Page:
PA community college prepares to treat opioid misuse with Narcan

Marissa Wiesenbach, North Campus Editor

Delaware County Community College – located in Philadelphia, Pennsylvania – is taking action against the opioid crisis by making Narcan Nasal Spray, an opioid reversal medicine, readily available to the public on their campuses.

According to the Delaware County Daily Times, the two-year community college now includes Narcan in their automated external defibrillator (AED) cabinets on their campuses, enabling anyone who is nearby an overdose victim to potentially save their life.

Delaware County Community College partnered with the local Heroin Task Force to bring Narcan to their campuses.

District Attorney Katayoun Copeland and Chief Joseph Ryan of the District Attorney’s Office joined Dr. L. Joy Gates Black, president of Delaware County Community College, to announce this partnership between the Heroin Task Force and Delaware Community College in March.

The Delaware County Daily Times states that Narcan Nasal Spray was provided to the community college with grant funding from the Heroin Task Force and the District Attorney’s Office.

Narcan, also known as naloxone, is a medication that is easily administered through the nostril that quickly reverses the effects of an opioid overdose.

During a possible opioid overdose, Narcan Nasal Spray is used when an individual shows signs of breathing problems and severe sleepiness or is not able to respond.

According to the National Institute on Drug Abuse, naloxone is a medication that can help rapidly reverse an opioid overdose. When given during a medical emergency, it binds to receptors in the body and can reverse and block the effects of opioid medications.

When administered appropriately, Narcan Nasal Spray can quickly restore normal respirations in an individual whose breathing has slowed or stopped due to overdosing on heroin or other opioid medications.

Narcan has no side effects when administered to someone who is not suffering from an opioid overdose.

Although Narcan Nasal Spray can help during an opioid emergency, it does not take the place of emergency medical care.

In the event of overdose, individuals should get emergency medical help right away. Although the person who has overdosed may wake up after one dose of Narcan Nasal Spray, their symptoms may return, and repeat doses may need to be given.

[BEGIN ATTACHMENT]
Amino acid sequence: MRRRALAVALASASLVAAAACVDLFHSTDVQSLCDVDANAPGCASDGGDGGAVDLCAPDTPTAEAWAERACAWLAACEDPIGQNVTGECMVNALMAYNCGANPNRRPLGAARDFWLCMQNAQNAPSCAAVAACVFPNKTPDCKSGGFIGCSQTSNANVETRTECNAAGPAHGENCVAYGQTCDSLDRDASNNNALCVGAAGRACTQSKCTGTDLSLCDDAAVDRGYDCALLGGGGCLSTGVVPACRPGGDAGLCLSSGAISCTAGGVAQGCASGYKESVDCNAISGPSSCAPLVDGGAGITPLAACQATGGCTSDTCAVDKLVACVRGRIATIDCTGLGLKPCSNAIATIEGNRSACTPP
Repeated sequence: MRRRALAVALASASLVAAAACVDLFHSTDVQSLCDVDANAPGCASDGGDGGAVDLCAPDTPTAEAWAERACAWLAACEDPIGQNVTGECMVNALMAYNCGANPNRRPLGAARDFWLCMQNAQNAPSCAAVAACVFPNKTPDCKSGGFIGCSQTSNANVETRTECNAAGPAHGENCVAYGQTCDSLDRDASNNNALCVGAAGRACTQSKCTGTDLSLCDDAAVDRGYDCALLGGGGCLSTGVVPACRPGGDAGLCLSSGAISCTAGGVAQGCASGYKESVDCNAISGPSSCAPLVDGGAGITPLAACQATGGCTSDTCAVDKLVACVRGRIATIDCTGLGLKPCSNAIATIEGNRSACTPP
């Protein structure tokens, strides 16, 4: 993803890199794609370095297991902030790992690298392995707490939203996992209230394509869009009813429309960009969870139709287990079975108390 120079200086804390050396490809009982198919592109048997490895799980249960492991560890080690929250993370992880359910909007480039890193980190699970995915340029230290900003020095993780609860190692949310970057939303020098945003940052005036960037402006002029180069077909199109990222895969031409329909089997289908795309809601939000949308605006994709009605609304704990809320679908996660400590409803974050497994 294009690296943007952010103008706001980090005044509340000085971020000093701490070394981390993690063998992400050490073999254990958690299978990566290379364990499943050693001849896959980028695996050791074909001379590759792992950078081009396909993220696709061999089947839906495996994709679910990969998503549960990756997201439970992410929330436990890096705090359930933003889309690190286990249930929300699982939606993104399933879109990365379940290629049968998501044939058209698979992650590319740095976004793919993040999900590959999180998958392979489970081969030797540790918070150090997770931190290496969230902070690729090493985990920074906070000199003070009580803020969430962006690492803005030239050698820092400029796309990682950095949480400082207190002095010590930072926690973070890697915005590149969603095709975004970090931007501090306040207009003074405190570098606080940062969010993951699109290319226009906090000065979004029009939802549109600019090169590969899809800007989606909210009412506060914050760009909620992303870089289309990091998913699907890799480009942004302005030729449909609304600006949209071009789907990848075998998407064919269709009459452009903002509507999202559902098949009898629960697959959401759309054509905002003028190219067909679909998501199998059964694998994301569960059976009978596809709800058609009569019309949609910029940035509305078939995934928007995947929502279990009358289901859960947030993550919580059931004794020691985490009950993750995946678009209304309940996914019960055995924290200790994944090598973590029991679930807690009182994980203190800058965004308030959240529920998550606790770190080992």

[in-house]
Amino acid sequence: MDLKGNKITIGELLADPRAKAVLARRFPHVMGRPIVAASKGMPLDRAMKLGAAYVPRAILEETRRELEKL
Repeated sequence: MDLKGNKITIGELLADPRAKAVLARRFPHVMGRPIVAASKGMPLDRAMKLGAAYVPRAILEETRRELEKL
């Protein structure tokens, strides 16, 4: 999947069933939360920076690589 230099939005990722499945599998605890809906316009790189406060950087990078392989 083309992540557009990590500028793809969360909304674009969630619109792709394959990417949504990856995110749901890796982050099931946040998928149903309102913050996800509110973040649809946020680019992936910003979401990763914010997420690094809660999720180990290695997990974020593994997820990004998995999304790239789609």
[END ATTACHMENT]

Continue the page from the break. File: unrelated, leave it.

The Narcan kits used in AED cabinets at Delaware County Community College are manufactured by Adapt Pharmaceutical, and each kit includes two 4-mg doses with step-by-step instructions to assist anyone in administering the nasal spray during an emergency.

According to the Delaware County Daily Times, Delaware County Community College is the first college in the area to provide Narcan to the public with help from the Heroin Task Force.

As Narcan was brought to this community college, members of the Heroin Task Force trained citizens on how to use Narcan in the event of an opioid overdose.

In the coming months, the Heroin Task Force plans to partner with more communities across Delaware County to provide free Narcan kits and overdose response training to community partners and to those who work in recovery.

With their efforts, the Heroin Task Force is taking a holistic approach to the opioid epidemic, enabling bystanders to save a life during an overdose emergency.

In recent years, the use and misuse of opioid medications and heroin have escalated to crisis levels throughout the American population.

According to the Centers for Disease Control, deaths from drug overdose now outnumber those caused by car accidents, with an average of 110 overdose deaths per day and more than half of those involving opioids.

Opioids are a class of drugs prescribed by doctors to treat moderate to severe pain, and they can have serious risks and side effects.

According to the National Institute on Drug Abuse, examples of opioid drugs include the illegal drug heroin, synthetic opioids such as fentanyl, and pain relievers available by prescription, such as oxycodone, hydrocodone, codeine, and morphine.